A majority of Ontarians (64 per cent) surveyed in a recent poll by the Canadian Automobile Association (CAA) say rising fuel prices have impacted road trip plans this summer.
The CAA South Central Ontario survey revealed that gas prices exceeding more than $2 per litre is making it difficult for respondents to rationalize hitting the road, with 76 per cent of those surveyed saying they have a road trip planned within the province this year.
Twenty-six per cent of those surveyed say they are planning an out-of-province road trip, while 23 per cent are planning to drive to the U.S.
The survey polled 1,697 respondents through a CAA Member Matters Panel in South Central Ontario from May 27 to June 5.
The CAA says that while some are limiting the number of trips they take or driving shorter distances, some travellers are actively making plans with gas prices in mind.
Others, they say, are adjusting their budget to accommodate fuel prices during their trip.
“We recommend you plan routes ahead of time and share them with someone, bring a map as a backup to your GPS, and check the weather ahead of time,” Kaitlynn Furse, director of corporate communications at CAA South Central Ontario, said.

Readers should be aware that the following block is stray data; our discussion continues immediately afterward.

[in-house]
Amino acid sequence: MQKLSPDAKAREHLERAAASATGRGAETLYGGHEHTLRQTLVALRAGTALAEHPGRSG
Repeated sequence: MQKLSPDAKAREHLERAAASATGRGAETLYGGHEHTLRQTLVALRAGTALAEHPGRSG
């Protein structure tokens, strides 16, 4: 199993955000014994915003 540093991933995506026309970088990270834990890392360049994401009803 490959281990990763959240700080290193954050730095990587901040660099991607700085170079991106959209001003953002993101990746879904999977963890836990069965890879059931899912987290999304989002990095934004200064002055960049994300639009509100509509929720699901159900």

“We recommend a daily driving maximum of 800 km per day with 15-minute breaks every two hours to ensure you are well rested before you get behind the wheel.”
The CAA offered some fuel-saving tips, such as not starting your car beforehand, avoiding “jack-rabbit” starts and hard braking and using cruise control when possible.
Inflation skyrockets to highest level in nearly 40 years as gas prices soar
Soaring gas prices helped the annual inflation rate in May soared to its highest level in nearly 40 years, as the rising cost of living for Canadians squeezed household budgets and bolstered expectations the Bank of Canada will opt for a supersized interest rate hike next month.
Statistics Canada said Wednesday that its consumer price index in May rose 7.7 per cent compared with a year ago, the fastest pace since January 1983, when it gained 8.2 per cent. That’s almost a percentage point from April’s 6.8 per cent gain.
The May reading came as energy prices rose 34.8 per cent compared with a year ago, with gasoline prices up 48.0 per cent compared with a year ago.
Excluding gasoline, the annual inflation rate in May rose to 6.3 per cent compared with 5.8 per cent in April.
With files from The Canadian Press